We’re throwing a bash at Marble Springs State Historic Site in three weeks, and you’re all invited. Here’s the deal.
Sept. 20-21 is our annual John Sevier Days Living History Weekend. On Saturday from 10:00 to 5:00 and Sunday from 12:00 to 5:00 we’ll have reenacting, demonstrations, crafts, food, historic presentations, and tours of the buildings. Admission is $5.00 for adults and $3.00 for kids aged seven to fifteen; kids six and under get in free.
Saturday night there’ll be a little something extra. We’ll be having our second annual Sevier Soirée fundraiser on Sept. 20 from 6:30 to 8:30, with a BBQ dinner, open-hearth appetizers, live music, and a silent auction. Tickets to the soirée are $50 per person. Reserve your seat before Sept. 15 online, by mail (P.O. Box 20195 Knoxville, TN 37940) or via phone at (865) 573-5508.
It’ll be a blast. Hope to see some of you there!
The second oldest home in Knoxville is the James Park House, located downtown on Cumberland Ave. Google Street View doesn’t really do it justice, but it’s better than the photo I tried to take with my phone while stopped at a red light a couple of days ago.
I wanted to snap a picture of the Park House because it’s got an interesting connection to John Sevier. “Nolichucky Jack” didn’t live here, but it wasn’t for lack of trying.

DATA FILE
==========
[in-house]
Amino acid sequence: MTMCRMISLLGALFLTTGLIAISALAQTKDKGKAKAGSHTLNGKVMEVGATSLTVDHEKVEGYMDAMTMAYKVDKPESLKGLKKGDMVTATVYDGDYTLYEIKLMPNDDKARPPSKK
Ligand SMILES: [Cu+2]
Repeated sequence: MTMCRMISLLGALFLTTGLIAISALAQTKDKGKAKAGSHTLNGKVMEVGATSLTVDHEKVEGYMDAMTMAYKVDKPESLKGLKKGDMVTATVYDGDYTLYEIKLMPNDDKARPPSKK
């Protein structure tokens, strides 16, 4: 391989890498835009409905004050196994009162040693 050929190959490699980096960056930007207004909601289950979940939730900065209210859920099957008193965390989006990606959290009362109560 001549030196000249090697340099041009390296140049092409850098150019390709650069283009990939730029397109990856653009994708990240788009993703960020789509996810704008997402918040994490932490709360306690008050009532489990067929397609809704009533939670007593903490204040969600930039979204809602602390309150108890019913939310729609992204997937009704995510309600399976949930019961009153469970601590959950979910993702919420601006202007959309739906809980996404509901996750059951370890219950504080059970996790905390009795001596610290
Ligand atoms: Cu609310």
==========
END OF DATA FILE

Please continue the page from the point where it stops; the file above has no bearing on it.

Sevier purchased this downtown lot and started building a home there in the 1790s, around the same time he was serving as Tennessee’s first governor. Construction didn’t get very far. Nothing but a brick foundation and part of a wall had been completed before a financial setback forced Sevier to abandon the project. For a man so accustomed to winning, whether on the battlefield or in politics, it must have been an irksome disappointment. He sold the lot to his son G.W. Sevier in 1801, and it passed out of the family’s hands six years later.
James Park, an Irish immigrant and Knoxville mayor, bought the lot and built the current structure on Sevier’s foundation in 1812. The house stayed in the Park family for a century; after that, it served time as a Red Cross facility and a medical academy. Gulf & Ohio Railways acquired it to use as a headquarters building a few years ago and undertook an extensive restoration.
Although Sevier never got to build the home he wanted on the lot, it’s just a stone’s throw from the courthouse lawn where his remains were reinterred in the 1880s. One fellow who did get to spend some time in the Park House was Sevier’s mortal enemy Andrew Jackson, who stopped by for a visit in 1830.
In a sense, the story of the house lot on Cumberland Ave. mirrors the larger story of Sevier’s place in Tennessee’s history. In both cases, Sevier secured the land and laid the foundation, but it was left to others to build up the structure, which obscured and overshadowed the contributions of the man who made so much of it possible. And in both cases it happened around the same time. While James Park was building his house in 1812, Sevier’s great rival was on the brink of national fame and state preeminence, but Sevier himself was in the twilight of his long and very eventful life.